An investigation of appropriate new technologies to support interactive teaching in Zambian schools (ANTSIT). Final report to DfID.

Abstract

Research in Zambia investigated mobile forms of digital technology used to embed interactive forms of teaching and learning into classroom practice. The project explored what kinds of mobile devices and uses can create an environment supportive of learning through active participation and collaborative inquiry within under-resourced and under-privileged school communities. It also examined the constraining factors. The specific focus was on using netbook, tablet and laptop computers, e-Book and wiki readers, digital cameras and mini-projectors along with Open Educational Resources and Open Source software to support students' learning in mathematics and science. A variety of educational ICTs in two Zambian primary schools were evaluated over 30 visits in a period of 6 months. Data collection methods included interviews, post-lesson surveys, classroom observations, and video recordings. The work was carried out by Aptivate in conjunction with the Centre for Commonwealth Education at the University of Cambridge, and with iSchool Zambia.

Recommendations from the research are as follows:

  • ICTs should be procured in sets comprising a teacher laptop and student laptops, as well as provision for storage and transport.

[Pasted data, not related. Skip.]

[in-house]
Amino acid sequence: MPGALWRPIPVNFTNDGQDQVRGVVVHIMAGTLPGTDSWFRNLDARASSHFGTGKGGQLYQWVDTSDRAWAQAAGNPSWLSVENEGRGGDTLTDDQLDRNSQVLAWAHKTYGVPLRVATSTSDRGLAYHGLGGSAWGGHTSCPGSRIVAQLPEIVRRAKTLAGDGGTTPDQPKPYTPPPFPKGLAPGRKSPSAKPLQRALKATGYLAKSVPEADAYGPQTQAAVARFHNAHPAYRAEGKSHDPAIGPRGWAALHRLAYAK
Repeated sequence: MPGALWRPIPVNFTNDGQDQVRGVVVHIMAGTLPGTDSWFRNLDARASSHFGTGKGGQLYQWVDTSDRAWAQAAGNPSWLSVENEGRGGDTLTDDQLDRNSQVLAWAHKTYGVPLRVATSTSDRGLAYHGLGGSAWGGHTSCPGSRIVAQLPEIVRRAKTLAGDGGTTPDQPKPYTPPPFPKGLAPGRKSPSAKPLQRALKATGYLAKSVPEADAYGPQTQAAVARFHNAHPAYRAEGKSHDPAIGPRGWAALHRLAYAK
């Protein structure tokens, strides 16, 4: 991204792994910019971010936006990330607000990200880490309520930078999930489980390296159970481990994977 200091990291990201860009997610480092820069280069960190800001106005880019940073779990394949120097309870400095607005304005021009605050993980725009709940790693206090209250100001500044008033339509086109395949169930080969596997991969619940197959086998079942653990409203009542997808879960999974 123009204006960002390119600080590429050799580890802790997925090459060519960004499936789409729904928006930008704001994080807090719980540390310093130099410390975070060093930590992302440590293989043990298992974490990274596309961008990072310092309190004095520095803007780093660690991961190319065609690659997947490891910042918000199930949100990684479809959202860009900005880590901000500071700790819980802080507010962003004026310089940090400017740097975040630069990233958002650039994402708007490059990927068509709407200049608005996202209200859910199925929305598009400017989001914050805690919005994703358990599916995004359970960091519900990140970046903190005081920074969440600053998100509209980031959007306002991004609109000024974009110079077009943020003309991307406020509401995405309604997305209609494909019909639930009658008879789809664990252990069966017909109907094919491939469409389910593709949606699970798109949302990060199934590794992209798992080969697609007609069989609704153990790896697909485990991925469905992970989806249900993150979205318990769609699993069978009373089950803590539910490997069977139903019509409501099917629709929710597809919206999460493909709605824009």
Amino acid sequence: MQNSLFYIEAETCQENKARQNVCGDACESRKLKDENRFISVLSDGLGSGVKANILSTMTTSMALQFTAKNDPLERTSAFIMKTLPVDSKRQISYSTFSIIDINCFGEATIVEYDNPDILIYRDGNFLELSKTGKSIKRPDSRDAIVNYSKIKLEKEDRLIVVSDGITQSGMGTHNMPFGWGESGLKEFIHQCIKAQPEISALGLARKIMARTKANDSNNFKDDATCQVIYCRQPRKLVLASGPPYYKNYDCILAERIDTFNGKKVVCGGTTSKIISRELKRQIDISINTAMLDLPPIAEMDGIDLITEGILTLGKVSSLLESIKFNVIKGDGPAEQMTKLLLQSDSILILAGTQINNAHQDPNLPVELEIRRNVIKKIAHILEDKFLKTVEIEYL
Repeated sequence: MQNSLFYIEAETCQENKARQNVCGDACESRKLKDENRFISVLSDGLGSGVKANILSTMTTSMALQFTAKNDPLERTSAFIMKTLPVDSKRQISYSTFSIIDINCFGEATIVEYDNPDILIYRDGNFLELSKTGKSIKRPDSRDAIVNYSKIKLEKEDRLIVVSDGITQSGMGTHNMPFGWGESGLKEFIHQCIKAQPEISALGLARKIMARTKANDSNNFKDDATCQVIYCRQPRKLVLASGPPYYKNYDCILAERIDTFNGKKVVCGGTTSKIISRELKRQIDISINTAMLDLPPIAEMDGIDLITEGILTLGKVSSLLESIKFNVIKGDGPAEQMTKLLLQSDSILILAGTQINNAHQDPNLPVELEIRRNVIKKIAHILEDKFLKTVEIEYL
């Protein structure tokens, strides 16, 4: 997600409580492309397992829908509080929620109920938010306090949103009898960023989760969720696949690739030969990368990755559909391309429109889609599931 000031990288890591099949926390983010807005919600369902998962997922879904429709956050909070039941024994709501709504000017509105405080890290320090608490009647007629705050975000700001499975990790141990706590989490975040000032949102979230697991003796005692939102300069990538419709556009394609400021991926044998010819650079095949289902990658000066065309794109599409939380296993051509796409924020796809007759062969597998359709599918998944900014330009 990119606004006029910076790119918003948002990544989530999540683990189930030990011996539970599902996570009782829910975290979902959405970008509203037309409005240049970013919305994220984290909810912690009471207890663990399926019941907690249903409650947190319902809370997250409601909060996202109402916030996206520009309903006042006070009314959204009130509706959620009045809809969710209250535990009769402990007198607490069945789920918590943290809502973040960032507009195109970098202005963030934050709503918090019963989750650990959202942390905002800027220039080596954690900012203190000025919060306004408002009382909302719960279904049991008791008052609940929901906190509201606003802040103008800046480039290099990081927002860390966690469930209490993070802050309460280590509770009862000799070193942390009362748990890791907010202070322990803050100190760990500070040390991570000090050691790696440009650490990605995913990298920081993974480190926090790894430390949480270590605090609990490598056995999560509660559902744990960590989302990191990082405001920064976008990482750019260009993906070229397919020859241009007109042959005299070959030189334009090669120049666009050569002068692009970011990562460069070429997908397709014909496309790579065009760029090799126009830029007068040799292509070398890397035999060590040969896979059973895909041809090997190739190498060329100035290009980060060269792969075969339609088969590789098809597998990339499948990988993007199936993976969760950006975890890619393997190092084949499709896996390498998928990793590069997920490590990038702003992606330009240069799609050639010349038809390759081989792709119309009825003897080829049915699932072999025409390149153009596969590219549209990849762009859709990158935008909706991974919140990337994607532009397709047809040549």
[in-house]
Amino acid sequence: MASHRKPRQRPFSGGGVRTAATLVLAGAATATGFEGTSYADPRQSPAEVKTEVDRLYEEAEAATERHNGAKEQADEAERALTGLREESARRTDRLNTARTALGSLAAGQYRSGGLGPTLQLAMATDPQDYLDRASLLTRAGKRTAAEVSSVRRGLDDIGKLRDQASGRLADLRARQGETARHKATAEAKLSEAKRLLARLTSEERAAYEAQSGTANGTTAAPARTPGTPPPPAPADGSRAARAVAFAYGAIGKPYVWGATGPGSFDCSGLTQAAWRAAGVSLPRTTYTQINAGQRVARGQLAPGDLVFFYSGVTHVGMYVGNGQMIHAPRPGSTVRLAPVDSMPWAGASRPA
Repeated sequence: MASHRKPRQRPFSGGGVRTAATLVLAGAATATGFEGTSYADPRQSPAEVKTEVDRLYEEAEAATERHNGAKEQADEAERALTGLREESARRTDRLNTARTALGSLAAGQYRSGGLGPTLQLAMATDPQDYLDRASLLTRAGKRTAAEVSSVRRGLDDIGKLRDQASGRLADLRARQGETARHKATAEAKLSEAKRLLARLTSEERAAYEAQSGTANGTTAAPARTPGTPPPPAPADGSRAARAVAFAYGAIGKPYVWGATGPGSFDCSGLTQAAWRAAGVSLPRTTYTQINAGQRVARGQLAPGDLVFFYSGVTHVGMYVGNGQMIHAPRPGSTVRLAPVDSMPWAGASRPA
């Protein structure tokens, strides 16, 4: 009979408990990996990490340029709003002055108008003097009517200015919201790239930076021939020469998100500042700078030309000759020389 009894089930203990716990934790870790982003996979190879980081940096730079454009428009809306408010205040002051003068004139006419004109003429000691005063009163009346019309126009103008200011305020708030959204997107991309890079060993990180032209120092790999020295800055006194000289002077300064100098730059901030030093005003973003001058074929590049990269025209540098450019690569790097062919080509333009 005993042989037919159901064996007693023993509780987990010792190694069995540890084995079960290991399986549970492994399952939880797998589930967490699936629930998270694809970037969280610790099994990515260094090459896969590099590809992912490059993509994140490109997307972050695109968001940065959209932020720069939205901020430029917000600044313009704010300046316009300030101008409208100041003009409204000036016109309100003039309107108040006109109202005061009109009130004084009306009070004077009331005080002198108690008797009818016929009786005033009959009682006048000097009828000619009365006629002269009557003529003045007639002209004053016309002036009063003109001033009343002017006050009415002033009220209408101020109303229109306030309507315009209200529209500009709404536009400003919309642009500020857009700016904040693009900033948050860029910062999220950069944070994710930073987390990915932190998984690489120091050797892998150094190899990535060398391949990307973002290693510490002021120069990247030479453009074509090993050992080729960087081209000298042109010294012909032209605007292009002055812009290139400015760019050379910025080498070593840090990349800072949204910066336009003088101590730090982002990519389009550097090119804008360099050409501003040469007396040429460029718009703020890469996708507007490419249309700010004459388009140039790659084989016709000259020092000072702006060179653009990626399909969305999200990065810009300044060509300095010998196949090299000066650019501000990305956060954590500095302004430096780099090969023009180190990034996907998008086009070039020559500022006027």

• Continuing professional development opportunities are essential for teachers to become familiar with the mobile technologies and to make creative use of them.
  • ICTs should be used in conjunction with non-ICT resources, such as mini blackboards, because these add significant value cheaply.
  • Robust and cheap netbooks (e.g. the Classmate netbook) are presently the best candidates for classroom use. Android-based tablets can support interactive, collaborative learning effectively but technically (in version 2.2) they are not yet ready (early 2011). Keyboard-based data entry in Flash games can be particularly difficult. However, devices running Android 3.0 should be considered for future procurements, including an investigation of suitable onscreen keyboard or docking stations.
  • Mixing devices within a single class is not recommended, but if more than one class set of computers was procured, it may make sense to purchase a set of netbooks (for tasks requiring a standard operating system), as well as a set of tablets. However, cost and setup/maintenance issues need to be considered
  • Teacher and student laptops need to be configured well so that effort expended in lesson preparation is not prohibitive.
  • Resource sharing with student laptops needs to be considered; local wireless networks can be deployed effectively to achieve this.
  • Teachers want laptops to allow them to study outside of school. Microfinance could allow teachers to buy laptops which would build their skills and promote successful application of ICTs in schools.

Citation

Apitivate, Cambridge, UK/Centre for Commonwealth Education, University of Cambridge, UK, 74 pp.

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